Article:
Originally Posted by

**spunky**
I was thinking about adding something like variance or efficiency there but my advisor said (and I think he has a point) that techniques like the bootstrap obviate the need to know the properties of asymptotic variance (or a population parameter in general) since, when the assumptions are satisfied, we end up with correct confidence intervals.

I'm not quite sure I follow why the possibility of bootstrapping would imply that we don't need to worry about efficiency? Surely we want our estimates to be precise as possible, regardless of whether our interval estimates have correct coverage? I mean, extreme example:

^That's a 95% confidence interval with 95% coverage for any parameter, but it's not really one you'd want to use! Efficiency still matters, I think?

While finishing-up my next manuscript, I started thinking that a way to “buff it up” would be to talk about the advantages of having a population-defined parameter that some sample statistic purportedly estimates.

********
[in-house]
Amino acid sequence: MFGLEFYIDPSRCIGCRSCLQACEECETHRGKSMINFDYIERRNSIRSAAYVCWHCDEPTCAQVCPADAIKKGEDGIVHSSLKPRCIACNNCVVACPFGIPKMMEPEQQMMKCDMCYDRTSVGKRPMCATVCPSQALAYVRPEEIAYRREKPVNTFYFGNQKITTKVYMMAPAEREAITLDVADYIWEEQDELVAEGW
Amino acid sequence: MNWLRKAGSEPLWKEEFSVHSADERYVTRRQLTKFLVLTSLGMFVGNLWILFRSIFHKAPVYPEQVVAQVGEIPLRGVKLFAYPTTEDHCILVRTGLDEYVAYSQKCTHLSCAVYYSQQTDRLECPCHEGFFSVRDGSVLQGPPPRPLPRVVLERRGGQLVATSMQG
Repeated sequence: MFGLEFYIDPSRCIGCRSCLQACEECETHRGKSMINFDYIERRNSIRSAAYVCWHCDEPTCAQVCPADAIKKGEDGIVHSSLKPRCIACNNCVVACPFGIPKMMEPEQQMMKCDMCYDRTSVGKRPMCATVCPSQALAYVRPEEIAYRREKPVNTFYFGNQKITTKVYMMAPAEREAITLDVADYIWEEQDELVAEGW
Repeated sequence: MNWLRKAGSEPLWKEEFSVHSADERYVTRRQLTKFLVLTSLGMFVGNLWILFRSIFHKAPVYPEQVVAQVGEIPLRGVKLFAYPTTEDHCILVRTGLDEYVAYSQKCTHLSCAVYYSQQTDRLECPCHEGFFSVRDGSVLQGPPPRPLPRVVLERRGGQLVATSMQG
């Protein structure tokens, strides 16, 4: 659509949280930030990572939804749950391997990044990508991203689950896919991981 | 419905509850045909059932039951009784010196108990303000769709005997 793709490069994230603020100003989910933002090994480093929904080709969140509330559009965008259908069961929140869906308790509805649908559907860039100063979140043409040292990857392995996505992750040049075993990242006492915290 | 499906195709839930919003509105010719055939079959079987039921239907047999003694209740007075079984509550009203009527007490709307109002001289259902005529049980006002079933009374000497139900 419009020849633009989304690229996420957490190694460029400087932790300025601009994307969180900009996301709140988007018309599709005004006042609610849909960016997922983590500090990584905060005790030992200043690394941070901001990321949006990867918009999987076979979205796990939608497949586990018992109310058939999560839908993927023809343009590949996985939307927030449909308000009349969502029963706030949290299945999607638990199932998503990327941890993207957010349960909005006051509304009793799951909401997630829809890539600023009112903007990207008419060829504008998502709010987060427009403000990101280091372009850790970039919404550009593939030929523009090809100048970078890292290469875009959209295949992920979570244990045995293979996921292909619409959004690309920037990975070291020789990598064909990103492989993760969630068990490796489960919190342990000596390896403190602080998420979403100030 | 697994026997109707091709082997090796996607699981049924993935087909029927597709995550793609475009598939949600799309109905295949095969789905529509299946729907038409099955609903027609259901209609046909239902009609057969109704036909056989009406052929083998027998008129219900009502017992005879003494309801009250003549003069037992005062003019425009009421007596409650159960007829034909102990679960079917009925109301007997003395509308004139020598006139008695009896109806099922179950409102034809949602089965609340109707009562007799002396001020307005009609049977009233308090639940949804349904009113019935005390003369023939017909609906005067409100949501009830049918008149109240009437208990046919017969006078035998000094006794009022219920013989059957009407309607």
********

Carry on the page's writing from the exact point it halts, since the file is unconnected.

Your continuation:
Ok so back to the main question... I guess at the end of the day, statistics (or the fun part of it anyway) is all about making inferences about things we haven't directly observed. That might mean using a sample to make inferences about a population, but it could also mean using observations to make inferences about the causal influences that produced those observations.

So the value of statistics relies very heavily on the idea that they are estimates of parameters (parameters of populations or that describe causal effects). If we have a sample statistic, but don't even know what parameter that statistic is intended to estimate, then that statistic surely doesn't achieve anything beyond describing the sample at hand?